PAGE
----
who are staying here, are objects of
enthusiastic manifestations by the Sic
Remain in Cabinet.
Paris. —M. Delcasse has Informed
Premier Rouvler that he will retain
the portfolio of foreign affairs.
AROUND THE WORLD
SHORT TELEGRAPH NOTES FROM
ALL POINTS OF THE GLOBE.
X Review of Happening* In Both
Eastern and Western Hemisphere*
During the Past Week—National,
Historical, Political and Personal
Hedwig Niemann Raabe, a noted ac
tress, died recently at Berlin in an in
stitution for mental diseases.
Gold estimated to amount to $1,400,
--000, and sent by President Castro of
Venezuela, has arrived in New York.
St. Ann's convent at St. Genevieve,
near Montreal, was destroyed by fire
recently and 13 lives are known to
have been lost.
The fight on Sunday closing in St.
Louis promises tb be one of the most
interesting struggles of the kind that
has recently been seen.
lon Ferdicaris, who was capaired by
Raisuli, the Moroccan bandit and held
for a ransom near Tangier several
months ago, is now in New York.
Colonel Henry E. Dosch, director of
exhibits of the Lewis and Clark expo
sition, announces that all exhibitors
who do not utilize their space by May
1 will forfeit the same.
During the year the Russian gener
als Sasiaulltch and Orloff, were retired
from their commands in disgrace, and
General Orippenberg gave up his com
mand after losing the battle of the
The Employers' association of Chi
cago has refused to accept the propo
sition of the teamsters that all ques
tions involved in the Montgomery,
Ward & Co. strike be submitted to ar
bitration, with Judge i uley acting as
Four men were asphyxiated and
three others arc in a dangerous condi
tion as the result, of the breaking of
a gas main at the Edgar Thompson
steel works in Pittgburg. The three
men still living were trying to rescue
the four who were killed.
H. P. Thrall was blown to pieces by
a dynamite explosion at Crow's Nest
summit, B. C. He was employed in a
railway construction gang and was
thawing a stick of dynamite in the
powder magazine at tne time.
Winnipeg will soon bo one of the
largest flour milling centers in the
world. The Lane of the Woods Mill
ing company of Montreal has secured
a site here and will erect a 5000 bar
rel mill immediately.
I. I. Boak was elected to the office
of head consul of the Pacific division
of the Woodmen of the World. The
other officers elected were: P. E.
Snodgrasa, Eugene, Ore., head banker;
P. P. Bertschey, Denver, head auditor;
Dr. T. A. Hughes, Denver, head physi
During a circus parade at Columbus.
Ohio, six horses attached to one of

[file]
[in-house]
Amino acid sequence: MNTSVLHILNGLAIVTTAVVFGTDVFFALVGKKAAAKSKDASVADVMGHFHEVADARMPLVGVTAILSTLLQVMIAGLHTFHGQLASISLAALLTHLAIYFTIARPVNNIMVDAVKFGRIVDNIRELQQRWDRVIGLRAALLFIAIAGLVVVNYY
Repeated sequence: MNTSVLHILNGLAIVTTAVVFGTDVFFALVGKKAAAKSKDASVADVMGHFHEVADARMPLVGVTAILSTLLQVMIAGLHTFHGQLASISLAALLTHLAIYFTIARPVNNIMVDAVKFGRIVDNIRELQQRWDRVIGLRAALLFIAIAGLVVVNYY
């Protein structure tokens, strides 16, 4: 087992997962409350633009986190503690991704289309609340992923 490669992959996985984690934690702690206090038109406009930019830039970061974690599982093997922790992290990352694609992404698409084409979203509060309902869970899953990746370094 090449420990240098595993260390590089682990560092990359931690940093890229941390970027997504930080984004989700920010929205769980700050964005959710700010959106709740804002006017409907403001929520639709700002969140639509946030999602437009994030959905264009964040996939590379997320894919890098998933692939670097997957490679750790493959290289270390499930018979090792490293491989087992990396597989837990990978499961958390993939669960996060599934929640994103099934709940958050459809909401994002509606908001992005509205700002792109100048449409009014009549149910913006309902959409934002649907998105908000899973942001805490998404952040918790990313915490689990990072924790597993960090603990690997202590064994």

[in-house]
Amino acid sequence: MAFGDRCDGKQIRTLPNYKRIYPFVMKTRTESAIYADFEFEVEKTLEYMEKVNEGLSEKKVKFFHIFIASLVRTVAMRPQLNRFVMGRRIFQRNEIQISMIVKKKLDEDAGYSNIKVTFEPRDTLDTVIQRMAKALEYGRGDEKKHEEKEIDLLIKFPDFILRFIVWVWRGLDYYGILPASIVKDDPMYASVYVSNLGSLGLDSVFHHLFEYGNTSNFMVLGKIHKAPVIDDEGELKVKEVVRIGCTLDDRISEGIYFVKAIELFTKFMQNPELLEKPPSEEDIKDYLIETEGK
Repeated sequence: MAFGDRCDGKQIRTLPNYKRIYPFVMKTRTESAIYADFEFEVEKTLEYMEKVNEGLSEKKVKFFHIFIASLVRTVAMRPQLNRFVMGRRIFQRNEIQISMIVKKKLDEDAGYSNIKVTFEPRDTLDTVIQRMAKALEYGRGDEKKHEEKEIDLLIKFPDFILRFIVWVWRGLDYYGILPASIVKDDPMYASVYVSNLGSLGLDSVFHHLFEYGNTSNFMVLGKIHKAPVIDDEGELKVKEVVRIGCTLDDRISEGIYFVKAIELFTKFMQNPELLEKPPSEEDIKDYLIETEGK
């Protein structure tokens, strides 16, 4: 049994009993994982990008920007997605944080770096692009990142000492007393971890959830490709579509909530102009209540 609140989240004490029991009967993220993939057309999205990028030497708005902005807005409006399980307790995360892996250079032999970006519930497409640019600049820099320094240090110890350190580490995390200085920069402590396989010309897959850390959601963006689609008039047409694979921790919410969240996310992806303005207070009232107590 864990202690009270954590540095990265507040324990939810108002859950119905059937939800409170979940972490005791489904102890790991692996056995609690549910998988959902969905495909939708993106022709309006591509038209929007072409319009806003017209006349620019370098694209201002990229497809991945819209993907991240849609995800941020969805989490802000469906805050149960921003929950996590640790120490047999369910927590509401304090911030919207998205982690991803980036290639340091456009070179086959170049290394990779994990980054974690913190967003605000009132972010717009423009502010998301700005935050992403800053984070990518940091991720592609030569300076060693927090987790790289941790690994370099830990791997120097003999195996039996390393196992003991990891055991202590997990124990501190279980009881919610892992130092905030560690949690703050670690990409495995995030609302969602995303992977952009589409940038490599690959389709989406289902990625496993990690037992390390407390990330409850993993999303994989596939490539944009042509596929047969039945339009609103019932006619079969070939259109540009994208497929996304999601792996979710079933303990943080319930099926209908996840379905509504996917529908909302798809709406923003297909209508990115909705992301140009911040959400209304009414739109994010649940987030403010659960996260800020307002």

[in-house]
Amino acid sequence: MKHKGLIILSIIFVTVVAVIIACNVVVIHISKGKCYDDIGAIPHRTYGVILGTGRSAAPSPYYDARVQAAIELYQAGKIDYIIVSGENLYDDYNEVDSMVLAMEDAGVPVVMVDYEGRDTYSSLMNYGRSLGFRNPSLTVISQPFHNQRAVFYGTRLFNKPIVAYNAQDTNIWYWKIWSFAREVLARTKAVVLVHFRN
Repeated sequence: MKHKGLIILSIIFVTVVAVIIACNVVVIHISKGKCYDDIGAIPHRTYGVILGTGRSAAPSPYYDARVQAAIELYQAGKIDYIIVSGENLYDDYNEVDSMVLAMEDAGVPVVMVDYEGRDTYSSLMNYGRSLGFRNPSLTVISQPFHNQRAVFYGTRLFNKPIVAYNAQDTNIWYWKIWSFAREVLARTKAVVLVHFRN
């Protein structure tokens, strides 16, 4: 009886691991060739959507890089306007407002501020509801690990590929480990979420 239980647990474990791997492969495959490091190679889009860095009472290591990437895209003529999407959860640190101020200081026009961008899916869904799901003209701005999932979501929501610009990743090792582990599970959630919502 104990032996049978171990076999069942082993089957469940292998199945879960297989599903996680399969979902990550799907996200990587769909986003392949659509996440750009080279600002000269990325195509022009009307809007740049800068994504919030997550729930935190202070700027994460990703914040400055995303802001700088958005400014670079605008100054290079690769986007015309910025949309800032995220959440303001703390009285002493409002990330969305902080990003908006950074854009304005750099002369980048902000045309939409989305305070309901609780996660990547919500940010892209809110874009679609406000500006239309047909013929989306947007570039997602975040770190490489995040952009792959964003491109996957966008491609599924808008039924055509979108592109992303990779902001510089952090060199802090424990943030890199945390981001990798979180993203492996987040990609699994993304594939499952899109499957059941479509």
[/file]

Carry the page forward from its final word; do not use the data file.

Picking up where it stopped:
the closed animal wagons, which, for
tunately contained no animals, became
frightened and uashed among the spec
tators, seriously injuring three per
sons. A number of women and chil
dren were also trampled upon.
Tangier.—The Doukali, Chaidma and
Mtonga are in full revolution near No
gador. The kaida of Tchiadma and
Mtouga trlbea have been killed. No
gadof is a seaport on the west coast
of Morocco on the Tensft river. It hat?
a population oi about 19,000, eight
thousands of whom are Jews and 300
Will Go it Alone.
St. Petersburg, April 25. — The ad
niirlaty professes to have no informa
tion as to whether Vice Admiral Ro
jestvensky is waiting for Nebogatoff's
detachment, and says the mutter is en
tirely in his hands and he has not com
municated his dulerminiitioon.
Naval men do not expect a junction
of Nebbogatolf with Rojestvenesky.
They suggest that the trranspnrt fleet
I may be left to the care of the slow but
j powerful ships of Nebogatoff's detach
ment, while Rojestvessky tries ci-nclu
ions with Togo.
Coal Mine Afire.
Frank, B. C, April 26. — For six
days past a fire has been raging in the
coal mines here, but only during the
last few hours has it assumed a serious
aspect. It is supposed to have started
from an open miner's lamp a mile from
the mouth of the tunnel and, so far as
can be ascertained, has extended all
over the works. An effort is being
made to close the air passages and thtis
smother the fire, but this is rendered
diffiffcult by the smoke and heat,
which are intense.
First Negro Ever Acquitted.
Jackson, Miss.—For the first time in
the history of Mississippi, a negro
charged with criminal assault has been
acquitted of the charge by a jury of
white men. Stewart Jewell was charg
ed with assault on Miss Mamie Mit